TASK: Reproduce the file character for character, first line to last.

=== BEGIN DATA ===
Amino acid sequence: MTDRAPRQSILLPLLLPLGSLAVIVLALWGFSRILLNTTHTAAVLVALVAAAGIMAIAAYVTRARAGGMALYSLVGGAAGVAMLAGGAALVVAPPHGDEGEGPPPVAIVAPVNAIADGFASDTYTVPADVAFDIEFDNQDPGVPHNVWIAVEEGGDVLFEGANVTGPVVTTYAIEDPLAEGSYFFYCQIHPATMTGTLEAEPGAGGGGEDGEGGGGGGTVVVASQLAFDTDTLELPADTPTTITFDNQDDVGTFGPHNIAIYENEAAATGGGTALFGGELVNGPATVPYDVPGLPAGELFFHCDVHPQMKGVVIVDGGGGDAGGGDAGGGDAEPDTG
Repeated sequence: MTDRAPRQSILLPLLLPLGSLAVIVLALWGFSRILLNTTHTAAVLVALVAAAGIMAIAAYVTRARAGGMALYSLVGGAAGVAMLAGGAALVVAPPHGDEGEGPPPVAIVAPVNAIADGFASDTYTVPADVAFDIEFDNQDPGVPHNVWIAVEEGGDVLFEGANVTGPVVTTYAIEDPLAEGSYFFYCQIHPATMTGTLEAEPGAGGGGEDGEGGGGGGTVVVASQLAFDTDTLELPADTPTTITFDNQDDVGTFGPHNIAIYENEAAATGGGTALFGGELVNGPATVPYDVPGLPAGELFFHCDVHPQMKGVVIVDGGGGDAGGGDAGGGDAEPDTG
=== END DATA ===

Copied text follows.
Amino acid sequence: MTDRAPRQSILLPLLLPLGSLAVIVLALWGFSRILLNTTHTAAVLVALVAAAGIMAIAAYVTRARAGGMALYSLVGGAAGVAMLAGGAALVVAPPHGDEGEGPPPVAIVAPVNAIADGFASDTYTVPADVAFDIEFDNQDPGVPHNVWIAVEEGGDVLFEGANVTGPVVTTYAIEDPLAEGSYFFYCQIHPATMTGTLEAEPGAGGGGEDGEGGGGGGTVVVASQLAFDTDTLELPADTPTTITFDNQDDVGTFGPHNIAIYENEAAATGGGTALFGGELVNGPATVPYDVPGLPAGELFFHCDVHPQMKGVVIVDGGGGDAGGGDAGGGDAEPDTG
Repeated sequence: MTDRAPRQSILLPLLLPLGSLAVIVLALWGFSRILLNTTHTAAVLVALVAAAGIMAIAAYVTRARAGGMALYSLVGGAAGVAMLAGGAALVVAPPHGDEGEGPPPVAIVAPVNAIADGFASDTYTVPADVAFDIEFDNQDPGVPHNVWIAVEEGGDVLFEGANVTGPVVTTYAIEDPLAEGSYFFYCQIHPATMTGTLEAEPGAGGGGEDGEGGGGGGTVVVASQLAFDTDTLELPADTPTTITFDNQDDVGTFGPHNIAIYENEAAATGGGTALFGGELVNGPATVPYDVPGLPAGELFFHCDVHPQMKGVVIVDGGGGDAGGGDAGGGDAEPDTG